Original URL path: http://www.lpi.usra.edu/science/schrodinger/ (2016-02-15)
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  • Dawn at Vesta
    per pixel shows a wide swath of equatorial Vesta including several of the large broad troughs that encircle the asteroid These troughs are 10 to 30 kilometers across and formed when Vesta underwent a period of extension likely associated with the formation of the large impact basins at the south pole Cornelia Crater This 12 kilometer wide impact crater may be the most recently formed large impact crater on all of Vesta These three views show from left to right high resolution global mosaic at 20 meter resolution color mapping at 70 meter resolution and topographic mapping at 70 meter resolution These data highlight some of the richness of the Dawn data set The reddish and purplish colors may be associated with OH bonds in the minerals and rocks consistent with hydration of some materials on Vesta whether these are inherent to Vesta or brought in by meteorites is not yet resolved Irregular pits within the small central floor deposit are likely due to gas exsolution in the impact melt deposits producing outgassing as the melt solidified Ejecta and flow within the ejecta can be seen to the south and south east Marcia Crater At 60 by 72 kilometers this oblong crater is the largest intact and well preserved crater on Vesta that post dates the giant South Pole basins It is rich in detail Impact melt flows and ponds are visible around the rim especially at a Small debris slides form a ring of narrow fingers along parts of the crater rim b exposing dark and bright materials within the crust of Vesta The sloping rim wall of Marcia is covered in thin impact melt and debris flows c The flat floor features numerous irregular outgassing pits and a small putative central peak at crater center Paul Schenk s

    Original URL path: http://www.lpi.usra.edu/science/dawn_at_vesta/ (2016-02-15)
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  • Terrestrial Planets: The Cratering Process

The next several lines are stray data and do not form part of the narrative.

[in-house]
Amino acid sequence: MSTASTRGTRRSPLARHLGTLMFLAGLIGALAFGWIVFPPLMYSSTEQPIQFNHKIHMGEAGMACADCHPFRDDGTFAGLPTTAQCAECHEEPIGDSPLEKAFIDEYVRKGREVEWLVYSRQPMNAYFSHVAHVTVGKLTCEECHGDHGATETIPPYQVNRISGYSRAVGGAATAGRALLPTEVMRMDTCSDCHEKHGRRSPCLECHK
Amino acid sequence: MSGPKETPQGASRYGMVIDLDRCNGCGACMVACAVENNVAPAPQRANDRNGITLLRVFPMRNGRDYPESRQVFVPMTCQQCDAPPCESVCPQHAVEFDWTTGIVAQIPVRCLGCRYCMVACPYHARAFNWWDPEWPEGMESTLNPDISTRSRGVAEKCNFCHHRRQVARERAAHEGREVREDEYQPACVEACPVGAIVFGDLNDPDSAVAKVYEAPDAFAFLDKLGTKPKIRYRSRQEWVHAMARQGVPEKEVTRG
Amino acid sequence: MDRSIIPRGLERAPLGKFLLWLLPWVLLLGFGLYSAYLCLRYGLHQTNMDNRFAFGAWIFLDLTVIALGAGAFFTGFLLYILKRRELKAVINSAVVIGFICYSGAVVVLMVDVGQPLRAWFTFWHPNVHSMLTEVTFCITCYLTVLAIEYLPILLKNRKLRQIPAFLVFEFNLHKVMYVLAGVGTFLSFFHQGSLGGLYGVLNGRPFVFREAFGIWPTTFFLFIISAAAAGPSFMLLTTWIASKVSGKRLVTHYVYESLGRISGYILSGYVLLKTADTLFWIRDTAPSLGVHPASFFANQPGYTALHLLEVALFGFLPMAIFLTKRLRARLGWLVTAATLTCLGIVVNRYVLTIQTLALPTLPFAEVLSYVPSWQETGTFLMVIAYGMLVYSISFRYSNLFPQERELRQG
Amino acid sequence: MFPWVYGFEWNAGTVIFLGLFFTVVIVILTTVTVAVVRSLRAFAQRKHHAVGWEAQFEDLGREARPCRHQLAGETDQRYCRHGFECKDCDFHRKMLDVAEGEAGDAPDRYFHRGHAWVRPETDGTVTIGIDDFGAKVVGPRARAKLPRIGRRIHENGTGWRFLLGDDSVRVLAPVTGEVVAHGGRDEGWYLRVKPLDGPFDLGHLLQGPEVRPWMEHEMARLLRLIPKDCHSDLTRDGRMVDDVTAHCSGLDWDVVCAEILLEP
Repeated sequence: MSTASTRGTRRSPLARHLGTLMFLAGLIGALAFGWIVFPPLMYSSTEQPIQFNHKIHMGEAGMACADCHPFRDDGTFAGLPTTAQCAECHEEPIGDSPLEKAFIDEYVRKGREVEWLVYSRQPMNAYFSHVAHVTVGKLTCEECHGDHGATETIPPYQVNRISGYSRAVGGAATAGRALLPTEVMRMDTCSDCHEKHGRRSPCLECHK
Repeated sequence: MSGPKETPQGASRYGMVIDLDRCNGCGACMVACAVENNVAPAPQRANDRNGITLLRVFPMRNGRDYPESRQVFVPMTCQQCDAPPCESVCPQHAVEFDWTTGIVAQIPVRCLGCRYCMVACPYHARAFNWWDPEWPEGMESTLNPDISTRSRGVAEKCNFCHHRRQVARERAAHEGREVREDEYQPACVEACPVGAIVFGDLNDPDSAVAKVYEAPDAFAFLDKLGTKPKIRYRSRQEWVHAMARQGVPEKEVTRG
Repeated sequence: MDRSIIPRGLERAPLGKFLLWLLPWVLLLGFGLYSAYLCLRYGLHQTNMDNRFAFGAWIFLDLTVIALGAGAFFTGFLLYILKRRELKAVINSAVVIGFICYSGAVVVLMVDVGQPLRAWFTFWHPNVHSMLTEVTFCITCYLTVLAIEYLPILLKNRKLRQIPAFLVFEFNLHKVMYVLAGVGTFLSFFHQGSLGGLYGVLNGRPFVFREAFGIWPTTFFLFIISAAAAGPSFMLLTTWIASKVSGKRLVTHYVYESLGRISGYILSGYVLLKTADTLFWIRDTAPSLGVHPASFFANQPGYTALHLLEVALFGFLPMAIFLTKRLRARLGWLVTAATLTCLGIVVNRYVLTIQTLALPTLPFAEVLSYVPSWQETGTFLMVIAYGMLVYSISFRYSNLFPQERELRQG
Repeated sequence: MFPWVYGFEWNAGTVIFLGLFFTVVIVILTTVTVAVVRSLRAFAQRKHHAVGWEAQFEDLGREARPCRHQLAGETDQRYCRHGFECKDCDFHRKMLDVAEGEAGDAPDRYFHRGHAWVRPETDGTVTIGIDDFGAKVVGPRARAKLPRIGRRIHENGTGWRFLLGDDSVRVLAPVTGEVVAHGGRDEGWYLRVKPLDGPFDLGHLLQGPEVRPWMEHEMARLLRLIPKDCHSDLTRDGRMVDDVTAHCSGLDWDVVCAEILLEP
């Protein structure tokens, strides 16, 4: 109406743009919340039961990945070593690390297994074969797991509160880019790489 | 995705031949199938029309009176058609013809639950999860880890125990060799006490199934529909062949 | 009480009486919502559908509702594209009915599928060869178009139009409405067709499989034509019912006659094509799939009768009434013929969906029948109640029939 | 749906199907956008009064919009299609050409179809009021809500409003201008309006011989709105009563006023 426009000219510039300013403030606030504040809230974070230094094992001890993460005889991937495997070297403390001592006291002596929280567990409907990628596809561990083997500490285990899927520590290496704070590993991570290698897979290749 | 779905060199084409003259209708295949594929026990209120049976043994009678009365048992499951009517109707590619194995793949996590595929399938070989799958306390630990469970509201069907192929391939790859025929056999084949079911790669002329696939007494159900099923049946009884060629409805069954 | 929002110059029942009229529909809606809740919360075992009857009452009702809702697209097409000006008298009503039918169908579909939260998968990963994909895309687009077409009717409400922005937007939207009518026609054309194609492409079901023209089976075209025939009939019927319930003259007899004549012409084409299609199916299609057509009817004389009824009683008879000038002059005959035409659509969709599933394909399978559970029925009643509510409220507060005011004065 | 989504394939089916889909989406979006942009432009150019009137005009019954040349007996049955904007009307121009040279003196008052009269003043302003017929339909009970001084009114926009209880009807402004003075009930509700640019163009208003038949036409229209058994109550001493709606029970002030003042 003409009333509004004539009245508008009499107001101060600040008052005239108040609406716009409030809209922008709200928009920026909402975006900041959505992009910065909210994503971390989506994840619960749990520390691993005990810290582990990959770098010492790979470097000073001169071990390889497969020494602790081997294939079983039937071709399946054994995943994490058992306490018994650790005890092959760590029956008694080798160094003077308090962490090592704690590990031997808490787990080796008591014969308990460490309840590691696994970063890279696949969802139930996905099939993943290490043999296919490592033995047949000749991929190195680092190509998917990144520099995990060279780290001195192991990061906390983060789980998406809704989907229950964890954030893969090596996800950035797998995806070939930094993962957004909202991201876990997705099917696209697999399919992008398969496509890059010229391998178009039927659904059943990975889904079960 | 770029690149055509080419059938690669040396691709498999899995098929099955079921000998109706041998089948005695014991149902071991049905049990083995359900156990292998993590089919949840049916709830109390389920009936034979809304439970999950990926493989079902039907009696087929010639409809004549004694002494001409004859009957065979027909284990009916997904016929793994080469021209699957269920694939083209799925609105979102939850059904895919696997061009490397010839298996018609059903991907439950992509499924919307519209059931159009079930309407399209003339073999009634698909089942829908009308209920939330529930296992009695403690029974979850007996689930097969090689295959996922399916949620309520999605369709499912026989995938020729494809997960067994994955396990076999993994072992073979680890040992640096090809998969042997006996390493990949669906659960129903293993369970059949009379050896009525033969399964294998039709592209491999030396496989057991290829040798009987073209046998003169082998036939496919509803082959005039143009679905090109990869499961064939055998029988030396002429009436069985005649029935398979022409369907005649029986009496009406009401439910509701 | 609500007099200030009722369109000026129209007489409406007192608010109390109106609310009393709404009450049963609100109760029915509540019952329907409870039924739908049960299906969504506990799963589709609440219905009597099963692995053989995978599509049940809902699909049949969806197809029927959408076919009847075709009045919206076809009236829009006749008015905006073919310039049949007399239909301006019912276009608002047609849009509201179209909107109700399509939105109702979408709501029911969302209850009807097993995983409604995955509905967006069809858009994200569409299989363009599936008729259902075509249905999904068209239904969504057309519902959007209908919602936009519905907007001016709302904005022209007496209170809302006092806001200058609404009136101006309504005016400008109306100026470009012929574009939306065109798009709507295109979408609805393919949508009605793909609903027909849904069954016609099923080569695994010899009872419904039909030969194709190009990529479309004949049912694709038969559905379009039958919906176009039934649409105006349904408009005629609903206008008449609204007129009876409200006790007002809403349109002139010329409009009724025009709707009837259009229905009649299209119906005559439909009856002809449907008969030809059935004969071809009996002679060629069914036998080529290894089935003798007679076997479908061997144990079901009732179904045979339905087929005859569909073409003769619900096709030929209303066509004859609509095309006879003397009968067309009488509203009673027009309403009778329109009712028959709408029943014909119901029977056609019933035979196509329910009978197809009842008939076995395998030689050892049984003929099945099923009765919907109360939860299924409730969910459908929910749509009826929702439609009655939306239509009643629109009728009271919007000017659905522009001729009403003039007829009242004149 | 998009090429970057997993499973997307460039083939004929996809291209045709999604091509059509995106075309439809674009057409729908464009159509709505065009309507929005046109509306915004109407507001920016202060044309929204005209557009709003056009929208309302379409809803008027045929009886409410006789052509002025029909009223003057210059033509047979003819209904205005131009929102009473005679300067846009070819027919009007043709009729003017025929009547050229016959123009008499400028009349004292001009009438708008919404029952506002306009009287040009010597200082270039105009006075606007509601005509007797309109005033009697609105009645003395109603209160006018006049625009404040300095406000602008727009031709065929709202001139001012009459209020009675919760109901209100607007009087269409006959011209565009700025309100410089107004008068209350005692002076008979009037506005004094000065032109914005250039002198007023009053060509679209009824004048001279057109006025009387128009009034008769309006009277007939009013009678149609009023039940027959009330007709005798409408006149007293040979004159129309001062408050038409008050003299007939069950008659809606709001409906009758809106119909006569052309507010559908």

Tranquillitatis basins 10 E 10 N to 35 E 30 N Albedo and elevation data were derived from Lunar Reconnaissance Orbiter iron and titanium data are from the Clementine mission All data have a nominal resolution of 100 m pixel Characterizing Crater Ejecta to Understand Lunar Mare Stratigraphy Principal Component Analysis The first three principal components were calculated from the albedo FeO and TiO2 data to minimize redundancy and accentuate distinguishing characteristics that may reveal geologically relevant information This image is a perspective view of the first principal component draped on elevation data with a 15 vertical exaggeration This image clearly differentiates highlands areas in violet magenta from high TiO2 basalts HTB areas in orange yellow and low TiO2 basalts LTB areas in green cyan Results The 42 km Plinius crater and the 18 km Dawes crater both appear to have excavated through the HTB layer and ejected LTB Crater scaling relations therefore suggest that the HTB surface unit is less than 1 km thick Haughton Impact Structure Canada A Peak Ring Crater Location The 20 km Haughton structure is located at 89 7 W 75 4 N on Devon Island in the Arctic Archipelago of Canada Haughton Impact Structure Canada A Peak Ring Crater Geology The target rocks consist of a nearly flat lying sequence of platform sediments The lake that filled the Haughton crater deposited sediments TH on top of the original crater floor including TIB The base of the remaining lake deposits therefore preserves the original morphology of the Haughton crater Haughton Impact Structure Canada A Peak Ring Crater Topography reveals that the uplifted shatter coned Eleanor River outcrops OE near the basin center extend above the lake beds flanking them Therefore the OE outcrops represent a true central peak or peak ring Haughton Impact Structure Canada A Peak Ring Crater The TH breccias contain crystalline rock fragments indicating excavation through the 2 km thick platform sequence Preservation of OE outcrops however constrains the areal extent of this zone of deep excavation The OE exposures therefore appear to mark the boundary between deep and shallow excavation suggesting that they represent a poorly formed central peak ring Morphological Reconstruction of the Terny Impact Structure Central Ukraine The 280 million year old Terny impact structure formed in Precambrian rocks of the Ukrainian Shield The structure has been modified by erosion and subsequently buried by recent sediments Fig 1 Location of Terny Impact Structure in central Ukraine Morphological Reconstruction of the Terny Impact Structure Central Ukraine Fig 2 Photograph of iron mine near Terny ca 1900 Steeply dipping Precambrian crystalline rocks tan are overlain by 25 m of recent sediments Morphological Reconstruction of the Terny Impact Structure Central Ukraine Although there are no natural outcrops of the deformed basement rocks within the area mining exploration has provided surface and subsurface access to the structure exposing impact melt rocks shocked parautochthonous target rocks and allogenic impact breccias including suevites Fig 3 Color satellite image covering our study area annotated to show